The plague, or “Black Death,” wiped out millions of Europeans in the Middle Ages — but if you think it’s long gone, think again. It still exits, and it's on the rise this year in the United States. Would you recognize the symptoms?

woman with fever (Photo: Catalin Petolea/Shutterstock)

In April through August — a five-month period — 12 cases of human plague were reported to the Centers for Disease Control and Prevention (CDC), affecting residents of Arizona, California, Colorado, Georgia, New Mexico, Oregon and Utah. Two cases have been linked to visits to (or near) Yosemite National Park. Four patients have died. By contrast, from 2001 to 2012, the annual number of plague cases in the U.S. ranged from 1 to 17, the CDC says.

Related: Valley Fever: The West’s “Silent Epidemic”

Your chances of getting the plague are admittedly slim, but it’s worth taking some simple precautions and learning the symptoms. Modern antibiotics can treat the disease successfully, but prompt medical attention is critical to avoid complications and even death.

How people catch plague

Plague is caused by the bacterium Yersinia pestis, which lives in rats and sometimes other rodents, including squirrels, prairie dogs, chipmunks, mice and voles, as well as rabbits. It’s spread by infected fleas. You can contract plague when you are bitten by an infected flea, when you touch or skin infected animals or when you inhale droplets from the cough of an infected person or animal (especially cats, according to the CDC).

Plague is most common in the late spring to early fall, but it can infect people at any time of year. It's more common in the western U.S.

Minimize your risk

To minimize your risk of infection:

  • Do not pick up or touch any dead animals. If you must handle them, wear gloves.
  • Don’t feed squirrels or chipmunks.
  • Don't allow your household pets sleep in bed with you, since they could carry infected fleas or be infected themselves. Be sure to treat your animals for flea protection.
  • When you’re outside, prevent flea bites by using a DEET-based repellent on your clothes and skin. Wear long pants whenever you can.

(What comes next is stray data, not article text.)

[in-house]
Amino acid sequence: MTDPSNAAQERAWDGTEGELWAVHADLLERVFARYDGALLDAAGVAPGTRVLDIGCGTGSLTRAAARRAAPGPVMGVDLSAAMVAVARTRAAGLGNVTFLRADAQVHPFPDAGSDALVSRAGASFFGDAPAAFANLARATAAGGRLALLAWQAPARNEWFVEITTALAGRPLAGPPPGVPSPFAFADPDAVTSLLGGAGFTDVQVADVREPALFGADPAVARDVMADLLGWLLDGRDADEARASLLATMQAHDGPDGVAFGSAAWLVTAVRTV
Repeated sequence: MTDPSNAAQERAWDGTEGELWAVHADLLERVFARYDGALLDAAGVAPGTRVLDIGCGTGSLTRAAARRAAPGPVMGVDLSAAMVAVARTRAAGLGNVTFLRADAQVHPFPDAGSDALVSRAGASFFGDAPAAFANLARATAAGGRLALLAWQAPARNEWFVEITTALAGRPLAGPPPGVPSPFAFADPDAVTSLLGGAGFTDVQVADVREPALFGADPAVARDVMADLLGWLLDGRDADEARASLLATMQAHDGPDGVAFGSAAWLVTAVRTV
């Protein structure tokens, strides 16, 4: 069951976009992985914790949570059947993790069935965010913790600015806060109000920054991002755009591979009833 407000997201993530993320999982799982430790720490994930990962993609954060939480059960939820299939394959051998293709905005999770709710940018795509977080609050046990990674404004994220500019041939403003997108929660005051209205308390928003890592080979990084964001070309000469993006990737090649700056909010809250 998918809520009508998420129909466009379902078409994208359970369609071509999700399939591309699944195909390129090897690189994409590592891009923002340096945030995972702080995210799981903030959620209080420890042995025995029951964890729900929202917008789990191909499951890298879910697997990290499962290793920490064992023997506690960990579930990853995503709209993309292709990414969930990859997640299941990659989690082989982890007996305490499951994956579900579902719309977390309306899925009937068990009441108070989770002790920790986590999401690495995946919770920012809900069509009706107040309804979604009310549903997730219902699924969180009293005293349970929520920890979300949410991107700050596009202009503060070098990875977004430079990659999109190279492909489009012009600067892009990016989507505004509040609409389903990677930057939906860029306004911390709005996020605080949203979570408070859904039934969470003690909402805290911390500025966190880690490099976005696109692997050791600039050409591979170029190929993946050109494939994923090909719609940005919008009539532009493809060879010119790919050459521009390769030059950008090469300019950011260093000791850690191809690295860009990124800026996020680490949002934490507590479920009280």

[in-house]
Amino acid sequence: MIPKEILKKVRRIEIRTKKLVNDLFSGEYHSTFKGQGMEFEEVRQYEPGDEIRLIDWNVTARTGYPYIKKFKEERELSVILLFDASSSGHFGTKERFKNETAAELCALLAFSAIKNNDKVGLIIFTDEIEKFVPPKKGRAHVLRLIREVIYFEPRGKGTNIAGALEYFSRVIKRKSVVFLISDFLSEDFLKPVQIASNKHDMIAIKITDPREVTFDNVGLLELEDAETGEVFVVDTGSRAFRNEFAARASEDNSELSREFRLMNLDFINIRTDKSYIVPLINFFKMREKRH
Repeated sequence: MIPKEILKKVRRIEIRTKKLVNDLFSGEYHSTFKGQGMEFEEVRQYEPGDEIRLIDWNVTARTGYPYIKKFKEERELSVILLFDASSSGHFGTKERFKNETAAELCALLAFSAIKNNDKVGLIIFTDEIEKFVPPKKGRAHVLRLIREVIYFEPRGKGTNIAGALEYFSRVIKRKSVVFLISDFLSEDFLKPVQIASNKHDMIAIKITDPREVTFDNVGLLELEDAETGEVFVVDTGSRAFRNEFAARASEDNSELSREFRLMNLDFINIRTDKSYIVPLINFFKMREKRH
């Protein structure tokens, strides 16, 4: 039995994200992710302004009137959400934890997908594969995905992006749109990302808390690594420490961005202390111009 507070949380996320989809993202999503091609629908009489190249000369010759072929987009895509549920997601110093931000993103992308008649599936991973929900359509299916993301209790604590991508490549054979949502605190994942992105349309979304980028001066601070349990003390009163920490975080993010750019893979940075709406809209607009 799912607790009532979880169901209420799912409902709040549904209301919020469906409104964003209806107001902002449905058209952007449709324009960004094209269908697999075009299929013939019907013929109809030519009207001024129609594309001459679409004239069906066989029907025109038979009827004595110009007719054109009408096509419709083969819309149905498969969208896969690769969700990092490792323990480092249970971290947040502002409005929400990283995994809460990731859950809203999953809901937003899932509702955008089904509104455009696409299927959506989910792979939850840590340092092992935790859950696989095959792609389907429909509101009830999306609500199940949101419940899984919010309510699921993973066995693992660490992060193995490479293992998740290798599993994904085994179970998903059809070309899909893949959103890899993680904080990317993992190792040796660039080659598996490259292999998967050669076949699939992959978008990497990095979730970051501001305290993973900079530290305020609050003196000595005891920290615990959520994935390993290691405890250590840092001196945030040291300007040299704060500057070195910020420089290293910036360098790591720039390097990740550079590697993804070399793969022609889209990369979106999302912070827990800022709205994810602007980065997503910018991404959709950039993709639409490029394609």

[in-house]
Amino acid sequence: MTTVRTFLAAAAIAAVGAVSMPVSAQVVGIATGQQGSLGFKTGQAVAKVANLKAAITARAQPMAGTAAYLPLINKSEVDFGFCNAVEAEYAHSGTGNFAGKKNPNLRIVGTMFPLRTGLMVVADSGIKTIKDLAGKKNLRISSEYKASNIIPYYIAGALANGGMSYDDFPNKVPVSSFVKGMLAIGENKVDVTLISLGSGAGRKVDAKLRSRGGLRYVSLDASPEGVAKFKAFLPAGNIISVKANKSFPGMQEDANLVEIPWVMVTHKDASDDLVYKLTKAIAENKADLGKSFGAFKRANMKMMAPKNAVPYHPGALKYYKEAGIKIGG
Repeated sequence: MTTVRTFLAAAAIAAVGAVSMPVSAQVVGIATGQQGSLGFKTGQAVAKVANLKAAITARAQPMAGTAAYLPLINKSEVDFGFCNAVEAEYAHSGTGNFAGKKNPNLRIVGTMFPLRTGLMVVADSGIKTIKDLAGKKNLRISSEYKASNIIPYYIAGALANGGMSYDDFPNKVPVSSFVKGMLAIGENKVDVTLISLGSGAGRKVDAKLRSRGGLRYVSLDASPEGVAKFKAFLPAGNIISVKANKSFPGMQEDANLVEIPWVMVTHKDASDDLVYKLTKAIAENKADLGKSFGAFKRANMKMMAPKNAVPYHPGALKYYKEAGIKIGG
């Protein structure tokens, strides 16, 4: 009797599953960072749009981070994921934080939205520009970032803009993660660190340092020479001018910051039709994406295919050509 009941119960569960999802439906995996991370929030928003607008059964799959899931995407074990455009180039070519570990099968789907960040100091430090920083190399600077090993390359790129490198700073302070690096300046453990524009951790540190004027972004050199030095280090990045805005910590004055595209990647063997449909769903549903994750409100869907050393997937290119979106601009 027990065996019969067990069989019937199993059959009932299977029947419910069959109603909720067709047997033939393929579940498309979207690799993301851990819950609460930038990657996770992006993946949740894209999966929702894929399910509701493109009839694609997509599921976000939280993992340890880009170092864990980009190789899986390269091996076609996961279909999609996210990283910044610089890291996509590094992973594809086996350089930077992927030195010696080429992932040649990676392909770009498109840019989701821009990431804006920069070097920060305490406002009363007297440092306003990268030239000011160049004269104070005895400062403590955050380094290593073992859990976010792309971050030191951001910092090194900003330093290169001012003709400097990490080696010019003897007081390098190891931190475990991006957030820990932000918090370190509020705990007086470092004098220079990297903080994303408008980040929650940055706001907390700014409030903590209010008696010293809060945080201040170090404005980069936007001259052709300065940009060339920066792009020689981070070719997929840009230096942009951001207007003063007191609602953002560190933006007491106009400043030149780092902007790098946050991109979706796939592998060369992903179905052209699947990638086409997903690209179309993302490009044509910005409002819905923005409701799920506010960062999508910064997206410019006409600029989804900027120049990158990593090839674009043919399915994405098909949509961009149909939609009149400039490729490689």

• Store your pet food where rodents can't get to the container.
  • If your pets are sick, get them to the vet as soon as possible.

Related:  Bug Spray Do’s and Don’ts

Symptoms of plague

You’ll probably feel suddenly feverish and exhausted if you develop plague. Other symptoms vary depending on which of the three main forms you contract.

Bubonic plague is the most common form. You may first notice a painful, swollen lymph node in your neck, armpit or groin. You may feel exhausted, run a fever and notice chills and a headache. These symptoms usually begin one to six days after infection. About 85 percent of all plague cases are bubonic plague.

Septicemic plague happens when the plague bacteria multiply in your blood. You may have a high fever, be exhausted and lightheaded and feel abdominal pain. The skin on your fingers, nose or toes may turn black and die. Shock and organ failure can occur.

Pneumonic plague is the least common. It can develop when you inhale droplets containing the bacteria or when you have bubonic or septicemic plague and the bacteria travel to your lungs. You may have fever, headache and weakness and develop pneumonia.

If you suspect plague, get checked out immediately by a doctor. Plague can be treated successfully with antibiotics if it’s caught early enough. If untreated, the death rate from plague can be 66 to 93 percent. When treated, it is still potentially fatal, but the death rate drops to about 16 percent.  

Related: What to Do If Your Pet Has Fleas

Kathleen Doheny is a Los Angeles journalist specializing in health, behavior and fitness topics.